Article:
The Washington Post has this incisive post about the timing of the Iraq issue in reference to the upcoming elections. While all of the usual suspects (Daschle, Biden, B. Clinton, Lehane) are accusing Bush of using the war as a campaign issue (why shouldn't he?), Dana Milbank, the author of the piece, points out the obviousthe Democrats painted themselves into this corner earlier this year.
Democrats brought some of the difficulty on themselves, administration officials say. In July and August, when it appeared there were divisions within the administration about whether to involve Congress and the United Nations, Democrats clamored for a full debate on Iraq. As Fleischer put it: "The Democrats, to their credit, asked the president to make his case. He's doing what they asked him to do."
"The Democrats responded to what they perceived as administration confusion in July and August, but they did not think out the consequences," said Hudson Institute analyst Marshall Wittmann. In a "massive blunder," Democrats demanded exactly what they got from Bush: a debate on Iraq that diminishes Democrats' issues.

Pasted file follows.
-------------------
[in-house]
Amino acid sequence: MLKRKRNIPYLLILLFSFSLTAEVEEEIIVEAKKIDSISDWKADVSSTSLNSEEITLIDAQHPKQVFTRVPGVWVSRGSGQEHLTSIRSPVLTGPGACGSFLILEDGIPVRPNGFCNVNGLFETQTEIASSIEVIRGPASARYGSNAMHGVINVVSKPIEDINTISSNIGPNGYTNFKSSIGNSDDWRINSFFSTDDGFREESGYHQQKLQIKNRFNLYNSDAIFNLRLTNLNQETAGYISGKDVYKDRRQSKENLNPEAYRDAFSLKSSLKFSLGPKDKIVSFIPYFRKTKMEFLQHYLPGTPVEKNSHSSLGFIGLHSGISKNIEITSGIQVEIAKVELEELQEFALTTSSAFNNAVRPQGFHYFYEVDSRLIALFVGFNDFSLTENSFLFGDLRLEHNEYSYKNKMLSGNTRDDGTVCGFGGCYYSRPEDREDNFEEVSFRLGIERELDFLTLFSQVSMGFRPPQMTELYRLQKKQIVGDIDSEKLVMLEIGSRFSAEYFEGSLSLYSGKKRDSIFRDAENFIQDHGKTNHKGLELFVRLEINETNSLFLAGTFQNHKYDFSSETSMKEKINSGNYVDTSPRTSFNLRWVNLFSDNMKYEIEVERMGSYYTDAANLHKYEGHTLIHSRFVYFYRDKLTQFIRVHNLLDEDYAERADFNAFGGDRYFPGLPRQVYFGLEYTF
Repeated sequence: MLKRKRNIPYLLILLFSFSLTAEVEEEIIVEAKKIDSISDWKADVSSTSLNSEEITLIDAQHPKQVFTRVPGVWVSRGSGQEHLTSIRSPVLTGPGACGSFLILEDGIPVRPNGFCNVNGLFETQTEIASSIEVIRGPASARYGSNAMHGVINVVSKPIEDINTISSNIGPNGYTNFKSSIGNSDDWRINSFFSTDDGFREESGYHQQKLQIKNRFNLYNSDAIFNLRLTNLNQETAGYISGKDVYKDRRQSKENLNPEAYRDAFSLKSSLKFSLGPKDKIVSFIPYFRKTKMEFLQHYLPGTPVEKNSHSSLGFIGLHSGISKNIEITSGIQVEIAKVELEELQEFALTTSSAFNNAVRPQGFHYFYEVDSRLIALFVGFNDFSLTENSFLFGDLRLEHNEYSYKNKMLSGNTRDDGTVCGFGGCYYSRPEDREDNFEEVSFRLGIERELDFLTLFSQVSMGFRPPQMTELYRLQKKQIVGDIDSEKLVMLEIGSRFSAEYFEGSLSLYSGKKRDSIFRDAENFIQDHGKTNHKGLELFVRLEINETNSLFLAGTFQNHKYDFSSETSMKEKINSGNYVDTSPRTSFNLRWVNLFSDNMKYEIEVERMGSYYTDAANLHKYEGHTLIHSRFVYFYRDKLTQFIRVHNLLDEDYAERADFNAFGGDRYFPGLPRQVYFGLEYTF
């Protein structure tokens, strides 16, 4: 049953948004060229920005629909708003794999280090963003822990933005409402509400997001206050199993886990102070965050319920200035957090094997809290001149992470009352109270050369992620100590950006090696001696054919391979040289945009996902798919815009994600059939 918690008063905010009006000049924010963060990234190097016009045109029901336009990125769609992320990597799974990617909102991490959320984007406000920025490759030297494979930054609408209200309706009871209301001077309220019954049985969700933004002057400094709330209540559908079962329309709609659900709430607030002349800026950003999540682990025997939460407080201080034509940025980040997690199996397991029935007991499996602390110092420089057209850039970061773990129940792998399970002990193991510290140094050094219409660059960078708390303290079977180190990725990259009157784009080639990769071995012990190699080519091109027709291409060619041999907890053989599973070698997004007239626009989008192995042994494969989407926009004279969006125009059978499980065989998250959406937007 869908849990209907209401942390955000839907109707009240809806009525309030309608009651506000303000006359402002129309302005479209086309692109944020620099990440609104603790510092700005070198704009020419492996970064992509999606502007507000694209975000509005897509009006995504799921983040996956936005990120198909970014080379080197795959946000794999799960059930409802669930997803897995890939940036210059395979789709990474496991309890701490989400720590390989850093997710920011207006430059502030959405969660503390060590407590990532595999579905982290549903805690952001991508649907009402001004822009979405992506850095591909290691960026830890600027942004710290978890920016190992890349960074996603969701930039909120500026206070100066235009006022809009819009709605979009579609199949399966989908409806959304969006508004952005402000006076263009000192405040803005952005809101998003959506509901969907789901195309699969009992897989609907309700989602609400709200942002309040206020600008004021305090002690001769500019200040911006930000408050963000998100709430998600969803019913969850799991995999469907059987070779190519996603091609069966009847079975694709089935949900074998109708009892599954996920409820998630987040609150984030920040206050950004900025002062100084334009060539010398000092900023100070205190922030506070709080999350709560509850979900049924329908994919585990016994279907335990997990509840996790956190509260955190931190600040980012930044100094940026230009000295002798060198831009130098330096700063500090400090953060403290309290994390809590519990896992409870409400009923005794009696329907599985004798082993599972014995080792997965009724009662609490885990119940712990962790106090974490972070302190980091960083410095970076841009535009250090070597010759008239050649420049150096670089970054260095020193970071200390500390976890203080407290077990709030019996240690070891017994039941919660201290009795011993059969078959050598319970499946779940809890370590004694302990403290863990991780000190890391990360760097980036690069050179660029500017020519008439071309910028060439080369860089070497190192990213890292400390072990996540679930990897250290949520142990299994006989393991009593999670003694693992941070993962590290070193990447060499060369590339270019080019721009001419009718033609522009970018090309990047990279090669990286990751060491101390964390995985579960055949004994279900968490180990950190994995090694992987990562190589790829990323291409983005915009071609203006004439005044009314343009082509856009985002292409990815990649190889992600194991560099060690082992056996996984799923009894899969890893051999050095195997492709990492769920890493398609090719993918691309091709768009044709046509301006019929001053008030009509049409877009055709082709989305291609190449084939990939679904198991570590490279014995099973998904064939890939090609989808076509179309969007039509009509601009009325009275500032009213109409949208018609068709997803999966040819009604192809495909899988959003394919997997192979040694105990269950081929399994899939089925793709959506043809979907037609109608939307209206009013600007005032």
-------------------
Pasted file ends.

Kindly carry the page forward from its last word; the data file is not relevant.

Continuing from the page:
It's interesting that Paul Begala, Clinton's former press secretary, is now accusing the Bush administration of the same conduct of which Clinton was accused; he claimed that the GOP was engaged in a vendetta against his boss. Now that the shoe is on the other foot, however, he must feel it is valid, since the target is a Republican.
posted on September 16, 2002 02:45 PM
The Democrats clearly asked for this debate, and they're getting it. That's simple.
The timing of Gulf War Redux has been questioned by many because Bush didn't seem so hurried to go after Saddam pre-9/11. This, of course, is a load of hooey -- he wanted to go after Saddam before 9/11, this is just his excuse.
The fact is that the Dems were in a corner -- they could not ask for debate and thus be attacked by their left, or they could ask for debate and thus get attacked by the right. Either way the Wag the Dog scenario holds no water.